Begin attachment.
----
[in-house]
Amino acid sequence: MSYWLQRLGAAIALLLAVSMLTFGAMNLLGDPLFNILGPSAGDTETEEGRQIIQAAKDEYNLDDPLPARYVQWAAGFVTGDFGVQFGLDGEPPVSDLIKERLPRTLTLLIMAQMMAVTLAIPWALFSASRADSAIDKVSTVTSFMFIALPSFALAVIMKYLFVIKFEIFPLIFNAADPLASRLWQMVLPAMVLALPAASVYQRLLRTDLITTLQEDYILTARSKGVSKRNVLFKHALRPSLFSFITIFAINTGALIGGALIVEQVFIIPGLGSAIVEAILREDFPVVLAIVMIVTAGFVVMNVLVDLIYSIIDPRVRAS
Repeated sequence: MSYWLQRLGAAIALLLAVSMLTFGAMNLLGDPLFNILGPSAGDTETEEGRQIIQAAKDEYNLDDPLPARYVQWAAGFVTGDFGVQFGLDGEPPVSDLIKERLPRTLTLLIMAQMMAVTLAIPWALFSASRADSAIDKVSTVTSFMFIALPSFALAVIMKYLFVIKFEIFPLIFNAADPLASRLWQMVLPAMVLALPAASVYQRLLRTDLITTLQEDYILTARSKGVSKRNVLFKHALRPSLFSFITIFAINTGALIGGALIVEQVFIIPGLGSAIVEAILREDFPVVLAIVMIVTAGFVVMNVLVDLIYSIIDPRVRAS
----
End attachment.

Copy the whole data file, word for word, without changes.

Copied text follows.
[in-house]
Amino acid sequence: MSYWLQRLGAAIALLLAVSMLTFGAMNLLGDPLFNILGPSAGDTETEEGRQIIQAAKDEYNLDDPLPARYVQWAAGFVTGDFGVQFGLDGEPPVSDLIKERLPRTLTLLIMAQMMAVTLAIPWALFSASRADSAIDKVSTVTSFMFIALPSFALAVIMKYLFVIKFEIFPLIFNAADPLASRLWQMVLPAMVLALPAASVYQRLLRTDLITTLQEDYILTARSKGVSKRNVLFKHALRPSLFSFITIFAINTGALIGGALIVEQVFIIPGLGSAIVEAILREDFPVVLAIVMIVTAGFVVMNVLVDLIYSIIDPRVRAS
Repeated sequence: MSYWLQRLGAAIALLLAVSMLTFGAMNLLGDPLFNILGPSAGDTETEEGRQIIQAAKDEYNLDDPLPARYVQWAAGFVTGDFGVQFGLDGEPPVSDLIKERLPRTLTLLIMAQMMAVTLAIPWALFSASRADSAIDKVSTVTSFMFIALPSFALAVIMKYLFVIKFEIFPLIFNAADPLASRLWQMVLPAMVLALPAASVYQRLLRTDLITTLQEDYILTARSKGVSKRNVLFKHALRPSLFSFITIFAINTGALIGGALIVEQVFIIPGLGSAIVEAILREDFPVVLAIVMIVTAGFVVMNVLVDLIYSIIDPRVRAS